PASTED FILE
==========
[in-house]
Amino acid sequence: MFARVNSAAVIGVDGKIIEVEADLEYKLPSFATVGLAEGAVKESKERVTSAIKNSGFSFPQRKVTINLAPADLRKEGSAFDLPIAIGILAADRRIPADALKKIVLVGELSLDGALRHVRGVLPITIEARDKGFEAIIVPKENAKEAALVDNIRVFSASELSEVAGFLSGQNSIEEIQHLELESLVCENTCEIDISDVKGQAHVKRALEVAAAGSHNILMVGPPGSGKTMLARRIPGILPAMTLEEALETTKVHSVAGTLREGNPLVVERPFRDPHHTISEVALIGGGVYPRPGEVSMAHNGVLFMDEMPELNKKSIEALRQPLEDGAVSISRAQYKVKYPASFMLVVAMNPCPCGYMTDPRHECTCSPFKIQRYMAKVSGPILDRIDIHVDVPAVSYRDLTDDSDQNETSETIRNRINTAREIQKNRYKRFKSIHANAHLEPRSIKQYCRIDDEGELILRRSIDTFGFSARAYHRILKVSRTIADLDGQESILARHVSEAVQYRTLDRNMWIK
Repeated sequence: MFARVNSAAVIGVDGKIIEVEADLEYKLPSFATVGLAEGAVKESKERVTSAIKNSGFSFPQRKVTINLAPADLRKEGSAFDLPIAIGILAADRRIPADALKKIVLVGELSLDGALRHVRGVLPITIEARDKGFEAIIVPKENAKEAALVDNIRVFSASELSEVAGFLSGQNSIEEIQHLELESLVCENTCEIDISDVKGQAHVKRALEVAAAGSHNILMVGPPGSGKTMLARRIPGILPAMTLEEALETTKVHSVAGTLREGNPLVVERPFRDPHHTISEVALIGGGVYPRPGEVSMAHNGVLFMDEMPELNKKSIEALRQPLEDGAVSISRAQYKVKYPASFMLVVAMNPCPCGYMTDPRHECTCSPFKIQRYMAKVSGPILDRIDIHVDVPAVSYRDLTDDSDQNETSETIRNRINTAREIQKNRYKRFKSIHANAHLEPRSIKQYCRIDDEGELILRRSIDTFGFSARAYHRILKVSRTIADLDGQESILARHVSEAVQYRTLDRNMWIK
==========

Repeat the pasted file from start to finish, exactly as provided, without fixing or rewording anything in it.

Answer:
[in-house]
Amino acid sequence: MFARVNSAAVIGVDGKIIEVEADLEYKLPSFATVGLAEGAVKESKERVTSAIKNSGFSFPQRKVTINLAPADLRKEGSAFDLPIAIGILAADRRIPADALKKIVLVGELSLDGALRHVRGVLPITIEARDKGFEAIIVPKENAKEAALVDNIRVFSASELSEVAGFLSGQNSIEEIQHLELESLVCENTCEIDISDVKGQAHVKRALEVAAAGSHNILMVGPPGSGKTMLARRIPGILPAMTLEEALETTKVHSVAGTLREGNPLVVERPFRDPHHTISEVALIGGGVYPRPGEVSMAHNGVLFMDEMPELNKKSIEALRQPLEDGAVSISRAQYKVKYPASFMLVVAMNPCPCGYMTDPRHECTCSPFKIQRYMAKVSGPILDRIDIHVDVPAVSYRDLTDDSDQNETSETIRNRINTAREIQKNRYKRFKSIHANAHLEPRSIKQYCRIDDEGELILRRSIDTFGFSARAYHRILKVSRTIADLDGQESILARHVSEAVQYRTLDRNMWIK
Repeated sequence: MFARVNSAAVIGVDGKIIEVEADLEYKLPSFATVGLAEGAVKESKERVTSAIKNSGFSFPQRKVTINLAPADLRKEGSAFDLPIAIGILAADRRIPADALKKIVLVGELSLDGALRHVRGVLPITIEARDKGFEAIIVPKENAKEAALVDNIRVFSASELSEVAGFLSGQNSIEEIQHLELESLVCENTCEIDISDVKGQAHVKRALEVAAAGSHNILMVGPPGSGKTMLARRIPGILPAMTLEEALETTKVHSVAGTLREGNPLVVERPFRDPHHTISEVALIGGGVYPRPGEVSMAHNGVLFMDEMPELNKKSIEALRQPLEDGAVSISRAQYKVKYPASFMLVVAMNPCPCGYMTDPRHECTCSPFKIQRYMAKVSGPILDRIDIHVDVPAVSYRDLTDDSDQNETSETIRNRINTAREIQKNRYKRFKSIHANAHLEPRSIKQYCRIDDEGELILRRSIDTFGFSARAYHRILKVSRTIADLDGQESILARHVSEAVQYRTLDRNMWIK